The picturesque lighthouse and its former keepers’ cottages are now a visitor centre, with various exhibits providing information about the buildings’ history and the surrounding nature reserve. We had an enthralling time seal-watching, so much so that we almost forgot about the incoming tide.

Fans of fictional detective Vera Stanhope will find much of this area familiar. In fact, the fourth episode of the most recent series of Vera sees an unfortunate victim discovered in the bay just below the Old Hartley site! Various companies offer full or half-day Vera tours, which take in many of the programme’s filming locations. It is an excellent way to experience some of Northumberland’s wonderful highlights.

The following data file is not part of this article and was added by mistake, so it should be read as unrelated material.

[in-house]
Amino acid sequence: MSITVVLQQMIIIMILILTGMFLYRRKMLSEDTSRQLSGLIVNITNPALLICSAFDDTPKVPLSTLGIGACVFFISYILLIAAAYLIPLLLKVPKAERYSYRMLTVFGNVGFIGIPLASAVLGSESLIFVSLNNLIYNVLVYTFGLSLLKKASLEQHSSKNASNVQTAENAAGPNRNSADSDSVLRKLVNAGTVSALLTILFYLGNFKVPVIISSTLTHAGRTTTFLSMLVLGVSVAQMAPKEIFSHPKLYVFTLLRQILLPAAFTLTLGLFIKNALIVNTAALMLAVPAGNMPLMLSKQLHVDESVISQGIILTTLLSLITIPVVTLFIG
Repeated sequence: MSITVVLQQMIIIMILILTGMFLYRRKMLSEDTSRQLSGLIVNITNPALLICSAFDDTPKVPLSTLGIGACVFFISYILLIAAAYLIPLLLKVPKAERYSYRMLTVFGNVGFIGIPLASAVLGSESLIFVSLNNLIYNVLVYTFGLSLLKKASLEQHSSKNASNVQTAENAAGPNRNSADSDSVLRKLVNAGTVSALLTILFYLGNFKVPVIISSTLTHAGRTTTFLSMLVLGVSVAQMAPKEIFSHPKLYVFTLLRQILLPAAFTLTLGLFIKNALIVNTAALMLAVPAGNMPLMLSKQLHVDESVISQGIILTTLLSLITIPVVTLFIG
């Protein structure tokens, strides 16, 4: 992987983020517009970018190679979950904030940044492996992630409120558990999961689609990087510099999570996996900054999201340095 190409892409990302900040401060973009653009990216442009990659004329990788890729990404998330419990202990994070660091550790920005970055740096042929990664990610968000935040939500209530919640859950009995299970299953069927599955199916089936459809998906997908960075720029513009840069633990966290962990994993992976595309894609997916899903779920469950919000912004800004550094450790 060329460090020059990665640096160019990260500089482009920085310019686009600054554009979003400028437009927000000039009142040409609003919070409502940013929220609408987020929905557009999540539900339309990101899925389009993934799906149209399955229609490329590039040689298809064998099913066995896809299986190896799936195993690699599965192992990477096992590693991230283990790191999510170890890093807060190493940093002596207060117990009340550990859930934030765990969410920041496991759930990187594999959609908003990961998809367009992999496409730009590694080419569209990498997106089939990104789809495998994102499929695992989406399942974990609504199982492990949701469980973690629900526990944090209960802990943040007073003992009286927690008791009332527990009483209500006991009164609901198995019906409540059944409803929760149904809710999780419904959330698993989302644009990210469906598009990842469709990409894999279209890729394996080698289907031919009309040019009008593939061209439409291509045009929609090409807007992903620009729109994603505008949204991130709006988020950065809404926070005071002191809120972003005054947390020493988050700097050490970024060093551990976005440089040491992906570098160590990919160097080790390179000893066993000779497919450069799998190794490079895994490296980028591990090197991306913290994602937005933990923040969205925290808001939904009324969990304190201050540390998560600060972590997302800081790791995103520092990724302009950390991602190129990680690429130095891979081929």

A little way inland of Old Hartley you’ll find Northumberlandia, a massive land sculpture in the shape of a reclining female figure. It was constructed in 2012 using 1.5 million tonnes of earth extracted from a nearby open-cast coal mine. It’s a fabulous free attraction and we had a lot of fun there following its winding paths. There are lovely expansive views of the surrounding area and a little cafe for refuelling. 

With this being our last evening, we headed for Whitley Bay’s two miles of golden sands and followed the Northern Promenade all the way to the beautifully restored Spanish City Plaza at the southern end of the beach. What a treat it was to finish our trip sitting at one of the full-height windows beneath the Plaza’s iconic dome, watching as the sunset turned the sea from air-force blue to fiery orange. Now that’s drama!